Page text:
How does Reconstructionist Judaism define itself? We are a movement that draws on Jewish history, ritual, and practice to build meaningful and meaning-filled communities. We strive to be inclusive, casting a wide net to draw in previously marginalized Jews and provide them a home to practice Judaism in ways that feel relevant and comfortable.
To learn more about our diverse community, a good place to start is the online home of Reconstructionist Judaism, reconstructingjudaism.org. We have also gathered additional resources below; please comment on this blog if you have any questions or comments.
Resources for engaging with Reconstructionist thought, belief, and ritual:
Hashivenu podcast: A podcast full of Jewish teachings on individual and collective resilience and renewal. The podcast is produced by Reconstructing Judaism, the central organizing arm of the Reconstructionist movement.
Evolve: An online platform with conversation-sparking essays from thought-provoking Reconstructionist rabbis, leaders and creators. Explore essays on key social, ethical, and political topics, as well as curricula, sermon sparks and videos that apply the best Jewish thinking to contemporary questions.
Ritualwell: A website that offers thousands of curated rituals for every moment in a Jewish life, from birth to death, celebration to loss to spiritual renewal, and everything in between. Ritualwell is an example of how we can create meaningful rituals that are relevant to us as modern Jews. This is a great place to start if you are looking for ways to mark a special life event — and you’re invited to contribute your own ritual creations, as well!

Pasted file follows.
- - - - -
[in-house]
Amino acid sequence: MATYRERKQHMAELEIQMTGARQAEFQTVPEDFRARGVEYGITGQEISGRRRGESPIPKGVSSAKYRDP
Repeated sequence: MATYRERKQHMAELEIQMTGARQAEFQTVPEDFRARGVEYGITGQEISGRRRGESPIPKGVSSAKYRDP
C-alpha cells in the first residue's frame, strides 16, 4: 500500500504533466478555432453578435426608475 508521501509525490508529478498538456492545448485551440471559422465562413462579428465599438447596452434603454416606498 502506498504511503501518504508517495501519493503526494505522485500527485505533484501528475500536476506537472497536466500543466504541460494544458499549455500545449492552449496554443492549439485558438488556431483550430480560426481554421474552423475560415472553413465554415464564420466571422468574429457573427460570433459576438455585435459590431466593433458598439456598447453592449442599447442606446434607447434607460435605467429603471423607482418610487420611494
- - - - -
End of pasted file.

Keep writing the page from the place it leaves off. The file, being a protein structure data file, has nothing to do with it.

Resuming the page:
Books/articles for learning more about Recon:
Exploring Judaism: A Reconstructionist Approach: A great introductory text that offers a brief history of the Reconstructionist movement, as well as what makes the movement unique in its approaches to God, Jewish chosenness, prayer, and contemporary social issues. An accessible and important read.
A Guide to Jewish Practice, Volumes 1-3: This comprehensive series provides a guide to Reconstructionist Jewish thought and its take on contemporary ethical issues, the Jewish calendar year, and the Jewish life cycle.
The Radical American Judaism of Mordechai M. Kaplan: This book focuses on Mordecai M. Kaplan, the founder of the Reconstructionist movement. Drawing on Kaplan’s 27-volume diary, author Mel Scult describes the development of Kaplan’s radical theology in dialogue with the thinkers and writers who mattered to him most, from Spinoza to Emerson and from Ahad Ha-Am to Abraham Joshua Heschel.
Rabbi Mordecai Kaplan as an American Thinker: This article is quick read that how Reconstrucionist Judaism was shaped by and shaped in turn liberal American Judaism.
We hope that you enjoy these resources!